Ayurvedic Kirchari: How to Make

Traditional Ayurvedic meal kitchari, also known as khichdi, is cooked from a combination of Basmati rice, yellow split mung beans, and spices. This traditional dish, which I used to prepare in my mother’s kitchen as a child, is simple to follow.

Describe kitchari.

Basmati rice and yellow moong dal (split mung beans), cooked in spices like turmeric, cumin seeds, ginger, and black pepper, make up kitchari, a dish that resembles porridge.

It has a consistency akin to porridge and is one of the most fundamental components of Ayurveda. Although it can be served at any time of the day, as a major meal, it is most frequently enjoyed for lunch or dinner.

What is required?

You’ll need the following supplies to get started:

Basmati rice: Traditionally cooked with basmati rice, but you may also use jasmine, brown rice, or quinoa as a replacement.

Split mung beans: Also known as washed mung dal or moong dal. Although a little difficult to locate, it is on Amazon. While you can use different kinds of beans or lentils, for optimum results, I suggest using split mung beans.

Water: For more taste, use vegetable broth as a substitute.

Spices: a combination of ground turmeric, fresh or ground ginger, cumin seeds, salt, and pepper. Ground cumin can be used in place of cumin seeds.

Ghee or oil: Ghee is made from clarified butter, hence it is not vegan. For a vegan-friendly alternative, use avocado oil, coconut oil, or vegan butter.

Preparing kitchari

The printable recipe card is located at the bottom of the page and includes comprehensive ingredient measurements, instructions, and notes. Here is an overview:

  1. Soak the rice and beans: Place the rice and beans in a medium bowl. The mixture should be covered with water and left to soak for 15 to 20 minutes. Drain and rinse the mixture in a fine-mesh strainer until the water is clear.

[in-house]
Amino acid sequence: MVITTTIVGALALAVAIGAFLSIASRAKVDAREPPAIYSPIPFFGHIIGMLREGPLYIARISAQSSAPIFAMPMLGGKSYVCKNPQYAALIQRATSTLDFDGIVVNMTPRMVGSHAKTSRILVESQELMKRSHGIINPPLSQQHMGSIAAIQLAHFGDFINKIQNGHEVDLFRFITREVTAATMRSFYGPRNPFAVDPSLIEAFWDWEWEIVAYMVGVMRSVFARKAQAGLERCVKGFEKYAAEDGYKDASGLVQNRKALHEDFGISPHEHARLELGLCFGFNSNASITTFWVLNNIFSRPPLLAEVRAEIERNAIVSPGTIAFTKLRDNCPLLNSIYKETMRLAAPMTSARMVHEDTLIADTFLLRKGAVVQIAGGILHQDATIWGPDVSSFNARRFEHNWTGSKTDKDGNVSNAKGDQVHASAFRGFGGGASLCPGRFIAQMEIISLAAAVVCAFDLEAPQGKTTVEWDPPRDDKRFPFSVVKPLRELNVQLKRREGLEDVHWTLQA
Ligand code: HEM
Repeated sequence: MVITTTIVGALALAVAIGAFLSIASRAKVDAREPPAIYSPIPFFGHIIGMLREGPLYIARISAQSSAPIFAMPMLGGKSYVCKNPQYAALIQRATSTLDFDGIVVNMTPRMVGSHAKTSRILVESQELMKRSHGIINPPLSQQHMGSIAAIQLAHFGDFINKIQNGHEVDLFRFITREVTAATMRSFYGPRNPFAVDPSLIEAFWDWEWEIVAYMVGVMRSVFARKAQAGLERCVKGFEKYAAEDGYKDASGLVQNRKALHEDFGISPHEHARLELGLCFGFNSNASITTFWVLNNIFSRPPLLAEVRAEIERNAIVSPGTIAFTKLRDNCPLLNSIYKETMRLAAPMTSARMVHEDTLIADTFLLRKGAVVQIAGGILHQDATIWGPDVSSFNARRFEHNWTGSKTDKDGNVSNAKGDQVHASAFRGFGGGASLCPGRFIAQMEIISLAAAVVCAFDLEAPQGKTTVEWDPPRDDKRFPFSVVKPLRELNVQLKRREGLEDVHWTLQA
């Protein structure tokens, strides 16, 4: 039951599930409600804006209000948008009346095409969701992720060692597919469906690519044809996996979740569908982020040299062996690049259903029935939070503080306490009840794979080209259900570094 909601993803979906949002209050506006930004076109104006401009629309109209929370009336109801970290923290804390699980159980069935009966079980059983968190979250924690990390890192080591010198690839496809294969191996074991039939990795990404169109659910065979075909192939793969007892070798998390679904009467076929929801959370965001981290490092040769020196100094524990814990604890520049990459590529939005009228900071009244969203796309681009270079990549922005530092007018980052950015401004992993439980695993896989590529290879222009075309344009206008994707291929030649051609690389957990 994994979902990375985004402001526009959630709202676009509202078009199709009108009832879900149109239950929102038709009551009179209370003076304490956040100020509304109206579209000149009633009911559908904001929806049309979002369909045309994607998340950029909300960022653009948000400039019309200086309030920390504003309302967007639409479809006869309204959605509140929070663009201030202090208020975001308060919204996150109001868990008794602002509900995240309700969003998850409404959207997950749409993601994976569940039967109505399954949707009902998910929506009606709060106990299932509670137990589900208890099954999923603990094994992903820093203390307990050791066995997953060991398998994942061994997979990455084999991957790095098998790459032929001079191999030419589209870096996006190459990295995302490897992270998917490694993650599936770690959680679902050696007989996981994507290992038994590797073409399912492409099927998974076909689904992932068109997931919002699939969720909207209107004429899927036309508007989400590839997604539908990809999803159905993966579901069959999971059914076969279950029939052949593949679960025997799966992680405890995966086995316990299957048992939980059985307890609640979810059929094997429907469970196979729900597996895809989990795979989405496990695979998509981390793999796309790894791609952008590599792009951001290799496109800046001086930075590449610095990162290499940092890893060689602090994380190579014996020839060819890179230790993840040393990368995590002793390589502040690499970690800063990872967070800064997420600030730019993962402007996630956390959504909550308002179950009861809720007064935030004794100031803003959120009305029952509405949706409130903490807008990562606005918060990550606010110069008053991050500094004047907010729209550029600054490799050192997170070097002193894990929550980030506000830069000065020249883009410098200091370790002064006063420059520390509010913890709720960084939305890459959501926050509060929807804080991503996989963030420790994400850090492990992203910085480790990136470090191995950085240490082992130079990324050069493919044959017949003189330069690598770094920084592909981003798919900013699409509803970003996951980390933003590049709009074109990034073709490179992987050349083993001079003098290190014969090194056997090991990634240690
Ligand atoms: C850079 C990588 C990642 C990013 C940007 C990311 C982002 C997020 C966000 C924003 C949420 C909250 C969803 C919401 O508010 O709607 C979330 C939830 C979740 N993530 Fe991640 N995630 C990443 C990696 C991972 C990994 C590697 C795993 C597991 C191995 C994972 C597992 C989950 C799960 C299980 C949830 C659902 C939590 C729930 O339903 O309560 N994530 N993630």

2. Heat the oil and spices: Place a medium pot on a medium-low heat and add the oil. When the oil begins to heat up, carefully add the cumin seeds and sauté for about a minute, or until the seeds begin to brown and smell good. Ginger and ground turmeric should be added.
  3. Include the remaining ingredients: Include the mixture of rice and moong dal. Add the water, stir, and season with salt and pepper.
  4. Simmer: Turn the heat up to medium-high to slightly boil the mixture. Right away reduce the heat to a moderate simmer on medium-low. Stirring occasionally, cook uncovered for 30 minutes or until you achieve a porridge-like consistency. It ought to be creamy and silky.
  5. Season: If necessary, add more spice and check the mixture’s doneness by tasting. Cook for longer if necessary. If it starts to get very thick, don’t hesitate to add a few tablespoons of water.
  6. Decorate and serve: The kitchari is now ready for consumption. Serve right away or let cool and store for later.

Serving recommendations

The last dish can be enjoyed in the following ways: • by itself or with a drizzle of ghee.

  • Add freshly chopped cilantro as a garnish.
  • Savour alongside a tomato and onion salad.
  • Serve with no-knead homemade bread.

Kitchari storage and reheating

To store: Let it cool completely before putting it in an airtight glass jar to keep in the fridge for two to three days.

For up to two months, freeze in a freezer-safe container. Prior to reheating, take careful to defrost it.

Warm up on the stovetop to reheat. To achieve the porridge-like consistency, stir it with a tiny amount of water—roughly 1/4 cup of water for each cup of kitchari.

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